Dare I say this is two sides of the same coin? I mean, you are both possibly correct; it just depends on how you look at things.

Peter said...

Yes, and we look at things from diametrically opposite directions!


karl said...


Petro is correct. Consider:

If you want people to lose weight - less insulin sensitivity is REQUIRED!
Thus the elephant in the room really is insulin sensitivity - insulin levels don't work by themselves.

Any diet that works - HAS to create insulin resistance. Insulin resistance is what lets fat leave adipose tissue(fat cells). ( You can also get into ketosis by any calorie restriction - normal people are in ketosis when they wake up - and this state NORMALY includes some insulin resistance - that would let us burn some of our fat stores.)

There is nothing wrong with being insulin resistant late every night as you sleep.

Obese people report being quite hungry in-spite of plenty of fuel to run the body. The problem is obviously a disease of over-storage - which leaves people tired and --> HUNGRY. They also tend to have sky-high insulin levels - so the system is seriously broken - one way out is to eat low carb to bypass insulin BG control. But long term I think a sane/competent medical community would be addressing PUFA consumption.

So what alternative narrative explains an over-storage disease? We know that PUFAs create inappropriate insulin sensitivity - which is what drives the over-storage.

LPL moves fat in to fat cells. HSL moves fat out of fat cells.
insulin is known to activate LPL in adipocytes
HSL is inhibited by insulin.

The error in thinking comes from seeing the control loop as only insulin. (I have a hunch that different cell types might do the insulin vs insulin sensitivity math somewhat differently? - possible genetic bits etc.. )

What 'everyone' knows about insulin is misleading. The narrative states that:
"Insulin regulates energy consumption and blood sugar levels in the body. "

While not exactly untrue, what it leaves out is so huge that it is misleading. While insulin has an effect on BG levels; the relative sensitivity to insulin is just as an important part of the control loop - Relative sensitivity - relative to the current insulin level.
But then...

Insulin also has MANY other effects::

Increased storage of fat
Decreased lipolysis
as a growth factor.
glycogen synthesis
Increased cellular potassium uptake
decreases production of glucose from noncarbohydrate substrates
Increased lipid synthesis
Increased production of trygly from fatty acids
decreased breakdown of proteins
Decreased autophagy - decreased level of degradation of damaged organelles. (Postprandial levels inhibit autophagy completely. (helps Zombie cells escape the immune system!)
forces cells to absorb circulating amino acids
forces arterial wall muscle to relax
Increase in the secretion of hydrochloric acid in the stomach (THE major cause of GERD)
Decreased renal sodium excretion
enhances learning and memory
increased fertility

One last thing to remember:
Liver becomes insulin resistant first, muscles second, adipocytes last.

The bad news is the PUFA's seem to have a very long half life -- and if people have a flaccid body - lack muscle mass - I think the body responds by ramping up insulin -- making a rather perfect storm.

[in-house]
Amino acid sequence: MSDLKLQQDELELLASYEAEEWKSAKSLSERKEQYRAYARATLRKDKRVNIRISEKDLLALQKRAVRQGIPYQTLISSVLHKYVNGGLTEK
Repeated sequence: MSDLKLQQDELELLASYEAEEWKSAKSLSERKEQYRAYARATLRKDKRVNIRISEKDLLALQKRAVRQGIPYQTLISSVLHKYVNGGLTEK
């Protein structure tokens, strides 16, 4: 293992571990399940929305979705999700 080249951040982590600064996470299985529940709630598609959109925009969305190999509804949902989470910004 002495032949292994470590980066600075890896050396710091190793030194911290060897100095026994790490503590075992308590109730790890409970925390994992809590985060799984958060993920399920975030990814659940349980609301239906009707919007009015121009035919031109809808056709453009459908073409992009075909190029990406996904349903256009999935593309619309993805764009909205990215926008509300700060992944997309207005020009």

(I read a number of 600days as the half life of LA - I saw where Tucker had a somewhat shorter time - couldn't find his source? )

PhilT said...

Body surface area is a proxy for weight (assuming constant density and shape). It's used in kidney function too. I must look up how it's calculated - my guess is a table of BSA as a function of weight.

Gyan said...

Shouldn't it be other way around--weight as proxy for body surface area. Since weight is easier to obtain than surface area, why weight should require any proxy?

Peter said...

There are simple conversion tables for clinical use, certainly in dogs. Gotta get that vincrystine dose in the correct ball park...


JR said...

I followed one reference of "Spanish study ".

It compared olive oil to butter, measured all kinds of interesting things. As in 1999, the data is more interesting than dogma repetion. They measured even the incretin hormones! They tried to separate chylomicron from their remnants!

To me, this sat fat thing is real. It increases insulin response at pancreas level. Maybe the half life of insulin in plasma is also somewhat increased due to induced insulin resistance?

They were worried of the trigs and ffa increase postprandial by the butter. Maybe they showed why people loose appetite after proper food; there is more energy in plasma; same glucose but more fats of every kind.

Remember Gabor showing the incretin effect (GIP)on bread, butter and butter on bread. Fat on carbs is much more than the sum of incredients individually.

Trying to get my head around this.

However, it seems ok to have a bit carbs to stop the lipolysis, and then measure the effect of meals or fats in meals in this case. Without aberration, said the danish study referred above.

In real life, you don't need lipolysis stopping carbs. The fat-protein combo was not tested.

Incretin effect means by itself, that no one is actively guarding the upper level of blood sugar. With IV glucose, there has to be ffas around. The more saturated, the stronger the guard. Pufas fly under radar; they are not recognised as real energy by pancreas. The whole system is based on sat stearic and palmitic acids, and oleic oil, and glucose? All of which body can produce. Maybe insulin is energy guardian, of which glucose is a tip of iceberg?

Confused, feel free to help me out.